By Edward Kabango*
Time for burying our heads in the sand to avoid facing the reality is gone. So too is time for finger-pointing at each other, but rather this is the time for finding solutions to our day-to-day problems to sustain a good living.
Insecurity has been the news everyone has refused to ignore for some time. A lot has been said and debated about our police’s capabilities in making Malawi a haven for its citizens and, of course, the investors.
To make matters worse, we have seen some police officers victimising the same people they are supposed to protect. But the beauty is that the law does not segregate. We are all treated equally regardless of one’s profession. We have police officers who broke the law and are currently in our prisons serving while others are under investigations for their wrongs.
Have you ever thought or realised that you are the missing link in making our Malawi a place of milk and honey?
As the police, we are always there day in day out enforcing the law. But we cannot work minus you members of the community. You do not actually need to patrol with us or conduct vigils at various police formations across the nation. Just share with us crime information you have and we will do the rest.
Information is power. What kind of information does you posses that can end up improving security in the country? Or have you ever tipped the police with crime information? Or do you have a friend who is a man or woman in uniform who you can confide in?
To effectively do our work as the police, we need information. Thus, the introduction of community policing that bridges the gap that was there between the police and the community. A simple assumption is that any robbery that happens, someone has information since we reside with the suspects in our locations.
The police have made break-through in many cases with the help of information we get from members of public who are in no way displayed for the role played. Be modern and patriotic by having a friend or friends in the men in uniform industry.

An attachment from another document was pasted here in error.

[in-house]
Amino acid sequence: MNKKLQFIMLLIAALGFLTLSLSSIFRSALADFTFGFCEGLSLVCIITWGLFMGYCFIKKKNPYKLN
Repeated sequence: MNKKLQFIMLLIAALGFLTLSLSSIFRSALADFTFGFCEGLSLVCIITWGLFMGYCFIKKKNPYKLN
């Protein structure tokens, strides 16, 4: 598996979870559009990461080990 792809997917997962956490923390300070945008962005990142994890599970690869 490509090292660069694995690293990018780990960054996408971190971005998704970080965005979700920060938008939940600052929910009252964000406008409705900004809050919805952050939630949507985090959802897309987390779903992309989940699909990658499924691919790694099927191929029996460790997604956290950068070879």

To simplify matters further, most officers are our neighbors in our locations. It is general knowledge that most Malawians are less privileged. Despite that, we have the desire to have standard goods that we cannot manage with our little income. So, we always fall prey to buying stolen loot for their low inviting prices.
In this millennium, we need not be reminded that buying stolen things is an offence and it perpetrates the bad habit of stealing. People steal because there is always a readily available market for the loot. But if we can vice-versa our thinking and start shunning buying suspicious things, we can be a solution to the insecurity in the country.
Use your brain to its maximum when doing business to avoid being caught in the thieving web. Know the counter value of the item you are buying and always be suspicious of the same product offered to you at much lower price. The manner in which business is conducted speaks volumes of how trustworthy the business can be. Imagine being supplied with hidden goods at an odd hour. It could be you sometime who will pray to the good Lord that a potential buyer somewhere will not be a cheap market for your stolen goods, but rather be a Good Samaritan by reporting to the police.
Let us be effective communicators by sharing the crime-related information if we are to enhance security in the country. We can go on and on pointing fingers at each other without solutions in as far as security is concerned if we cannot unite in this fight against crime.
As the police, we are not running away from our responsibilities, but the information you are keeping is the most effective weapon in this fight supplementing the weapons you know we have.
—*The author is a police public relations officer for Dedza